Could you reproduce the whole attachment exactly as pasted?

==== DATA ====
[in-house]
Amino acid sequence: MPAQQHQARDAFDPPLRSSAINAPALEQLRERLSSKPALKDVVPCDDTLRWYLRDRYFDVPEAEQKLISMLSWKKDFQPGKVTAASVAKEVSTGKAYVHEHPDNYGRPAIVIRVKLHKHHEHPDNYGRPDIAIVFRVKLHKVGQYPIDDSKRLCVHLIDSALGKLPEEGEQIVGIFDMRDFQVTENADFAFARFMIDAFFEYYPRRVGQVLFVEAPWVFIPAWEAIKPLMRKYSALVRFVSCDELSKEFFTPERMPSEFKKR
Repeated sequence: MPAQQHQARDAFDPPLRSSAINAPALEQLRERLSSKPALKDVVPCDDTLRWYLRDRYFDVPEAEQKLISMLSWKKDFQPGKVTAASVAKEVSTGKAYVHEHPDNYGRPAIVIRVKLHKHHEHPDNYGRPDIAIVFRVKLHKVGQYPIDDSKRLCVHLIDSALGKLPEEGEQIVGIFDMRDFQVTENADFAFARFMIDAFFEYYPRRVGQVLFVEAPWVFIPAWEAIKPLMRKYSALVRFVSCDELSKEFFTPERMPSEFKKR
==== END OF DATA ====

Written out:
[in-house]
Amino acid sequence: MPAQQHQARDAFDPPLRSSAINAPALEQLRERLSSKPALKDVVPCDDTLRWYLRDRYFDVPEAEQKLISMLSWKKDFQPGKVTAASVAKEVSTGKAYVHEHPDNYGRPAIVIRVKLHKHHEHPDNYGRPDIAIVFRVKLHKVGQYPIDDSKRLCVHLIDSALGKLPEEGEQIVGIFDMRDFQVTENADFAFARFMIDAFFEYYPRRVGQVLFVEAPWVFIPAWEAIKPLMRKYSALVRFVSCDELSKEFFTPERMPSEFKKR
Repeated sequence: MPAQQHQARDAFDPPLRSSAINAPALEQLRERLSSKPALKDVVPCDDTLRWYLRDRYFDVPEAEQKLISMLSWKKDFQPGKVTAASVAKEVSTGKAYVHEHPDNYGRPAIVIRVKLHKHHEHPDNYGRPDIAIVFRVKLHKVGQYPIDDSKRLCVHLIDSALGKLPEEGEQIVGIFDMRDFQVTENADFAFARFMIDAFFEYYPRRVGQVLFVEAPWVFIPAWEAIKPLMRKYSALVRFVSCDELSKEFFTPERMPSEFKKR